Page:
I really wanted this game to be good. George R. R. Martins land of Westeros is one of the most unique and amazing settings for a medium to take. Fans of the book seem to be living in privileged times, with the hit HBO series nailing down the atmosphere and overall feel. Unfortunately the Song of Ice and Fire series can never seem to make a worthwhile transition to the video game world. From Cyanide Studios previous attempt at a Game of Thrones game, the RTS mess, to their RPG attempt just now, it seems that fans of the books and show will have to wait a while longer for a proper adaptation.
Lets get the most glaring(literally) problem with this game out of the way right now. It looks pretty dang bad. I’m talking last generation of consoles bad, and it may be even worse than that. The character models of the main two themselves hold up pretty well, but the environments and some side characters are not to standard. You start of the game as old man Mors Westford, a black brother of the Nights Watch. Right away you will notice that his canine companion looks atrocious, almost laughably so. I can’t harp on how unfortunately bad this game looks, it’s something that just isn’t acceptable in 2012.
The combat is at least serviceable but it will quickly grow to be a repetitive slog. Using the shoulder buttons you can slow down time in the middle of a skirmish and select what skills you want to use and the order that you will use them. An idea that wears thin as you find yourself using the same 3 skills over and over. Yes you do have the ability to control other characters in your party, which does add a layer of depth and strategy that can be rewarding, but it just isn’t enough.
I don’t want to get into the story here as that is the best part of the game. I can honestly say that the two main characters you play as come of as likeable and, if you can push through the graphics and repetitive combat, the story can be engrossing. The ending is particularly good in my opinion and that alone is almost worth getting through rest of the game to see. Almost. The character creation was one of my favorite parts, utilizing an old school DnD trick of having to balance out pros and cons. When picking characteristics of yourself you start of with a balance of zero and each good and bad characteristic is assigned a number value. The more game altering it is, the more points it is worth. If you want to pick a top attribute, which may add damage for your whole group or increase your chance to land critical hits, it will tip the balance of your scale and then you must pick some cons that equal you back to zero. This adds real depth to the characters, making you like them even more. My Mors ended up being a good leader, but he was unfortunately asthmatic and afraid of the sight of blood to balance it out.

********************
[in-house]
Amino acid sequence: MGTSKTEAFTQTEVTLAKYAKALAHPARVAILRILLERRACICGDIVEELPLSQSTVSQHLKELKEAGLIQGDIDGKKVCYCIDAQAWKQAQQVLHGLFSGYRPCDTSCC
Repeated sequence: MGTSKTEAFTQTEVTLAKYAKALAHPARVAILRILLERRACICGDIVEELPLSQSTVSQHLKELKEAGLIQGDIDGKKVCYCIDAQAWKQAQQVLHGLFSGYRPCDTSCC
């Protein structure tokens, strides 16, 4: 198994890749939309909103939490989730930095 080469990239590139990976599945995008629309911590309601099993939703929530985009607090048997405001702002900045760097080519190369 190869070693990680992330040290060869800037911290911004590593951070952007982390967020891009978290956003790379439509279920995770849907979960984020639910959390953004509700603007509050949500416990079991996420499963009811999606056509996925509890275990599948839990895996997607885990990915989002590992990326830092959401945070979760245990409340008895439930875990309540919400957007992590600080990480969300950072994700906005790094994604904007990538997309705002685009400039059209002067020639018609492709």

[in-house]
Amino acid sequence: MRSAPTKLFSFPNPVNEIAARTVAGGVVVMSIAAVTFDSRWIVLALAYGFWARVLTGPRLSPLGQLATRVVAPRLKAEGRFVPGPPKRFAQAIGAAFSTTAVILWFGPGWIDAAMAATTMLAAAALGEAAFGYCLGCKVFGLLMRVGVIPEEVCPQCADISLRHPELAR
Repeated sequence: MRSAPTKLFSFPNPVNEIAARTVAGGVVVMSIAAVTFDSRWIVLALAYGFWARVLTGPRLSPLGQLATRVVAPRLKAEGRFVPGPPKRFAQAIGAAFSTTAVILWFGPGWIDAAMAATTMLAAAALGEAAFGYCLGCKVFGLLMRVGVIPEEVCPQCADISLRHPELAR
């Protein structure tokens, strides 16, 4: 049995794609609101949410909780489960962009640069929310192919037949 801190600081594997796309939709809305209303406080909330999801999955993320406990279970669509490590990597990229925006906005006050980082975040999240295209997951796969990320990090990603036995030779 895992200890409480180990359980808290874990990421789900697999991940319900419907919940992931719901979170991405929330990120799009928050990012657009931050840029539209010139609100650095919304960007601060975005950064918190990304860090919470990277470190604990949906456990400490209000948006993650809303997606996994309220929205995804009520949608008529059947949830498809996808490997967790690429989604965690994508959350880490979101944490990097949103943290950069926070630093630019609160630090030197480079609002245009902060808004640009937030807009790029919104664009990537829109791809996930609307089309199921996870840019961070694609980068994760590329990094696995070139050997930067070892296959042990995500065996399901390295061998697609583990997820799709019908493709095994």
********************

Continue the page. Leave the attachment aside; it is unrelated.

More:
The environment the game is set in leads to a huge chunk of why the story is so fun. This game has the privilege of being set in an already established and well loved universe. The fanboy in me wanted to squeal every time something from the book series popped up. Hardcore fans will be able to forgive the game its faults just so they can play as a brother of the Watch or to walk the halls of Kings Landing as a red priest. This is enhanced by the addition of a couple of actors from the show lending their likenesses and voices to the game. Conleth Hill as the spider, Lord Varys, particularly seemed to enjoy himself and put everything into it.
That’s what it really comes down to with the Game of Thrones RPG. Are you willing to overlook(again, literally) the terrible graphics and shoddy combat to get to a well done story set in the land of Westeros? I guarantee if you are a fan of the series that your hurt will flutter when you start up the game and are greeted with that familiar opening song from HBO followed by Varys himself narrating as you float over a map of Westeros. It’s just too bad that the game itself couldn’t follow the bar that the story and characters set.